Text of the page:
March 19, 2005

Las Fallas, Valencia - March 19th

Las Fallas, Valencia

Does the smell of gunpowder excite you? Does the sight of flames make you smile? Do you harbor pyrotechnic urges that are only socially acceptable on the Fourth of July? Well, Las Fallas de Valencia is your kind of event--a loud, smoky, rowdy fiesta where the whole town is literally set ablaze!

Las Fallas is undoubtedly one of the most unique and crazy festivals in Spain (a country known for unique and crazy festivals). What started as a feast day for St. Joseph, the patron saint of carpenters, has evolved into a 5-day, multifaceted celebration of fire. Valencia is usually a quiet city with a population of a half-million, but the town swells to an estimated three million flame-loving revelers during Las Fallas.

Las Fallas literally means "the fires" in Valencian. The focus of the fiesta is the creation and destruction of ninots--huge cardboard, wood and plaster statues--that are placed at over 350 key intersections and parks around the city today. The ninots are extremely lifelike and usually depict bawdy, satirical scenes and current events (lampooning corrupt politicians and Spanish celebrities is particularly popular). They are crafted by neighborhood organizations and take about six months to construct (and often cost upwards of US$75,000). Many ninots are several stories tall and need to be moved into position with cranes.

The ninots remain in place until March 19th, the day known as "La Crema." Starting in the early evening, young men with axes chop holes in the statues and stuff them with fireworks. The crowds start to chant, the streetlights are turned off, and all of the ninots are set on fire at exactly the stroke of midnight. Over the years, the local firemen, called "bomberos," have devised unique ways to protect the town's buildings from torching along with the ninots, such as by neatly covering storefronts with fireproof tarps. And each year, one of the ninots is spared from destruction by popular vote and exhibited in the local Museum of the Ninot along with the other favorites from years past.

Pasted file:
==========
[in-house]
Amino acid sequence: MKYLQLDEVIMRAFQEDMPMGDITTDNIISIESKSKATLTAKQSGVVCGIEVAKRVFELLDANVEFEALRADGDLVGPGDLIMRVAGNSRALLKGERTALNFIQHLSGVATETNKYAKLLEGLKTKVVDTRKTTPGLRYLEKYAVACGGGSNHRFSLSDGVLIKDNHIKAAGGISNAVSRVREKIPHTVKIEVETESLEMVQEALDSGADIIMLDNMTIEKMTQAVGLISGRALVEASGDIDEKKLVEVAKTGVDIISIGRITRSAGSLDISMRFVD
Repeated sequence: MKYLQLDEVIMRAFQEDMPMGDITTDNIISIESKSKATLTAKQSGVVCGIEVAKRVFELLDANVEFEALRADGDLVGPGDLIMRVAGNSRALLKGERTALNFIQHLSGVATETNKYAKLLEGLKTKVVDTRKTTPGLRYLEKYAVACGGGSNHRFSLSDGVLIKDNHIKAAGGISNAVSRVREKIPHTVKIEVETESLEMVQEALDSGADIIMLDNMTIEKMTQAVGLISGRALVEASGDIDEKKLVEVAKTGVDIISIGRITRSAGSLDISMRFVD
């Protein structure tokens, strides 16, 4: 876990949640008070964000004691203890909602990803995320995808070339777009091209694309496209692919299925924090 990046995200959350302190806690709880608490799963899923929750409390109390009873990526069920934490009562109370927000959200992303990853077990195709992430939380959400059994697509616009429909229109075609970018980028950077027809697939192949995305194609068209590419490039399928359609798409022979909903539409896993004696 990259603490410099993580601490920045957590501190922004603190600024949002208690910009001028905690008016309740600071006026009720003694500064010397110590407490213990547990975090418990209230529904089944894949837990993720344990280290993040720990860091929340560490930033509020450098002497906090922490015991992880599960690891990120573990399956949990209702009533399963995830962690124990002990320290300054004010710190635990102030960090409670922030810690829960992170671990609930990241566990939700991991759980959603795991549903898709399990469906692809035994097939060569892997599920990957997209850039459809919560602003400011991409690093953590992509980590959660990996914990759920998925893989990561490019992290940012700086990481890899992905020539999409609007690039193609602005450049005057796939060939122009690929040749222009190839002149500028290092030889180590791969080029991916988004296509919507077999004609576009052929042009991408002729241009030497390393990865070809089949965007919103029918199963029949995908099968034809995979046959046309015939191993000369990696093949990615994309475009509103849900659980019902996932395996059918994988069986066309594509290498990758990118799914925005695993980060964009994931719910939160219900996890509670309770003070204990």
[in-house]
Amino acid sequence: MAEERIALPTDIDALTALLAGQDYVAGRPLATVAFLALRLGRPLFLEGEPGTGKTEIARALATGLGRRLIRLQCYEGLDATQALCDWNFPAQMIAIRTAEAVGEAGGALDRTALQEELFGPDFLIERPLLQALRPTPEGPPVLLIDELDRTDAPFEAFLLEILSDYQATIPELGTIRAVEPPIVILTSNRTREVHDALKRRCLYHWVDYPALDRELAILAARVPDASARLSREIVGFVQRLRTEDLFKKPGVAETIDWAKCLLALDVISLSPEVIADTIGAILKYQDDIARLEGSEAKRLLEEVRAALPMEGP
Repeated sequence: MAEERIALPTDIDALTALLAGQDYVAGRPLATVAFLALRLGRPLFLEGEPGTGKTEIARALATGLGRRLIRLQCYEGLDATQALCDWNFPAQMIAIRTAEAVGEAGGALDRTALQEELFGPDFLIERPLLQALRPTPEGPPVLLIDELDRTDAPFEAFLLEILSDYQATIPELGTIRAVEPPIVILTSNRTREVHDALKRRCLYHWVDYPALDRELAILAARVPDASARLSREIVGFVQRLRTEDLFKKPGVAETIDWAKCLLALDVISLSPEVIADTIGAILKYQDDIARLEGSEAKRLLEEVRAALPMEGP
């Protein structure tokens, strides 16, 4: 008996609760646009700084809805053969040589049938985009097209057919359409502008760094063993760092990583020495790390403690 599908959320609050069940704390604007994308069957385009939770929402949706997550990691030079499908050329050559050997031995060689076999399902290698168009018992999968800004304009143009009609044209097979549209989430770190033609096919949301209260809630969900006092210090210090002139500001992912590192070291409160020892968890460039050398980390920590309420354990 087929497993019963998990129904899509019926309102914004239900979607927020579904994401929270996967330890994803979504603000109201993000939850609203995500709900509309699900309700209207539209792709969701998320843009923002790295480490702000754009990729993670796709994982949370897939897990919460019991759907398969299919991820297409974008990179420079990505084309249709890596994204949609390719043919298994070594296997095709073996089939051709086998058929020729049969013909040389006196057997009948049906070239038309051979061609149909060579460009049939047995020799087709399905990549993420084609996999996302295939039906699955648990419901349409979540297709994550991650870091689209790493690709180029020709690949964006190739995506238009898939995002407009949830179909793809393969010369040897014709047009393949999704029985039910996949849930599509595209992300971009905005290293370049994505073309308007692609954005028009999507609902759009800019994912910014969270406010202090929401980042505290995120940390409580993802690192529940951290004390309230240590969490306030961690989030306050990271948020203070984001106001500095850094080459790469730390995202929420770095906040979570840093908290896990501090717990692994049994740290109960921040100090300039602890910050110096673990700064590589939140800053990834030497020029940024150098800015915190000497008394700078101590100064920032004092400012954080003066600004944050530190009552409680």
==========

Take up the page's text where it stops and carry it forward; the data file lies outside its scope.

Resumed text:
Traveler and pyromaniac Janet Morton says, "The scene at Las Fallas is extremely cathartic and difficult to describe, but resembles a cross between a bawdy Disneyland, the Fourth of July and the end of the world!"

The origin of Las Fallas is a bit murky, but most credit the fires as an evolution of pagan rituals that celebrated the onset of spring and the planting season. In the sixteenth century, Valencia used streetlights only during the longer nights of winter. The street lamps were hung on wooden structures, called parots, and as the days became longer the now-unneeded parots were ceremoniously burned on St. Joseph's Day. Even today the fiesta has retained its satirical and working-class roots, and the well-to-do and faint-of-heart of Valencia often ditch out of town for Las Fallas.

Besides the burning of the ninots, there is a myriad of other activities during the fiesta. During the day, you can check out the extensive roster of bullfights, parades, paella contests and beauty pageants around the city. Spontaneous fireworks displays occur everywhere during the days leading up to "La Crema", but another highlight is the daily mascletá which occurs in the Plaza Anyuntamiento at exactly 2pm. When the huge pile of firecrackers is ignited, the ground literally shakes for the next ten minutes.

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